Customs And Border Protection Commissioner Warns Immigration System Is At The ‘Breaking Point’

Commissioner Kevin McAlaneen called the border situation 'an unprecedented humanitarian and border security crisis.'

A CBP agent patrols the US-Mexico border.
Mario Tama / Getty Images

Commissioner Kevin McAlaneen called the border situation 'an unprecedented humanitarian and border security crisis.'

High-ranking officials within the Customs and Border Protection agency are expressing their concern over the growing immigration crisis, according to a new report from NPR.

CBP Commissioner Kevin McAlaneen was blunt in a statement Wednesday from El Paso, Texas.

“The breaking point has arrived. CBP is facing an unprecedented humanitarian and border security crisis all along our Southwest Border — and nowhere has that crisis manifested more acutely than here in El Paso.”

Federal agents patrolling the border apprehended over 4,000 migrants on two separate days this week, the highest daily totals in over 15 years, per a CBP source cited by NPR. Agents are also currently on track to apprehend over 100,000 migrants in the month of March. If the pace holds, that would be the highest monthly total in more than a decade.

McAlaneen stressed that the large influx is due mainly to families and children fleeing violence in Central America. The high percentage of those families, he said, is testing the limits of many border patrol facilities, which were designed mostly to apprehend single men. He noted that many stations are already far over their official holding capacity.

His tone was especially bleak when looking toward the future. “We are doing everything we can to simply avoid a tragedy. But with these numbers, with the types of illnesses we’re seeing at the border, I fear that it’s just a matter of time.”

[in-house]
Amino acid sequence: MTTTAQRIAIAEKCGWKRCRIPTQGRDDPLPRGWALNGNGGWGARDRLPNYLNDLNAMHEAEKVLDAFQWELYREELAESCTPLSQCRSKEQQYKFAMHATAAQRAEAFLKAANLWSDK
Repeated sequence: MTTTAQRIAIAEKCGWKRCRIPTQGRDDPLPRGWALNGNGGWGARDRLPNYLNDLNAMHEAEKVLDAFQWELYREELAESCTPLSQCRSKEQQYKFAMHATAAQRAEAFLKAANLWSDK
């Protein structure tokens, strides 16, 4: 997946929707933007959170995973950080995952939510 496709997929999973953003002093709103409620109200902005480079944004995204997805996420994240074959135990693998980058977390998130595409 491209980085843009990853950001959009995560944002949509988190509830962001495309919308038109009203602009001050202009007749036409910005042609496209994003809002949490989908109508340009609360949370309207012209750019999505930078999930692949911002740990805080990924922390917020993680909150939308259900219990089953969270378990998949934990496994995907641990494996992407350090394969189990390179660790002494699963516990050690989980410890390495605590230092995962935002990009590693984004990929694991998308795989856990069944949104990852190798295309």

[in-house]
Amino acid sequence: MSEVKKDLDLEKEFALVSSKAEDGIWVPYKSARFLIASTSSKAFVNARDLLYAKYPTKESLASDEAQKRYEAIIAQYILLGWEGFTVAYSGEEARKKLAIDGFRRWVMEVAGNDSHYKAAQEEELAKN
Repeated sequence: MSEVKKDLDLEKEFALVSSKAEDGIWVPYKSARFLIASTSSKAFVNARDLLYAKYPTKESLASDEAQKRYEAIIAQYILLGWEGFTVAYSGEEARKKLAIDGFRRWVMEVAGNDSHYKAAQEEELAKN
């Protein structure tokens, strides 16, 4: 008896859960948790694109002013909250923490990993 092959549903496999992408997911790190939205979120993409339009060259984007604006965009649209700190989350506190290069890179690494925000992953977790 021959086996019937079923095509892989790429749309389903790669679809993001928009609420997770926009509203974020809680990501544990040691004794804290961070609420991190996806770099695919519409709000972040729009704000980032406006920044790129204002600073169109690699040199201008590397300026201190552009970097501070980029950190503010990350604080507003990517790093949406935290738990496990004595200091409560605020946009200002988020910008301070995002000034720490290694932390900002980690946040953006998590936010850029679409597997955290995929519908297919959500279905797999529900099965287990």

An especially tough part of the situation is the constant battle between ensuring higher standards of medical care (two children died in CBP custody last December) and keeping enough agents on their standard security duties. “Our expanded medical checks and concerted efforts are saving lives,” McAleenan said. “But they have a high cost to our enforcement mission.”

McAlaneen stated that CBP is redirecting 750 customs officials currently working at ports of entry to help alleviate the pressure in the short term. The CBP will also begin releasing apprehended migrant families with a notice to appear in court, rather than handing them over to Immigration and Customs Enforcement for processing and eventual detention (as has been standard procedure).

McAlaneen called the influx of families a “direct response” to the procedure change, stating that migrant families know they will be allowed to stay in the United States while awaiting legal proceedings if apprehended — a timeframe that can extend to years in many cases. However, the fact that many of these families are seeking asylum from violence in their home countries significantly complicates the situation. Even if apprehended illegally, migrants have a legal right to remain in the country while their asylum claims are processed.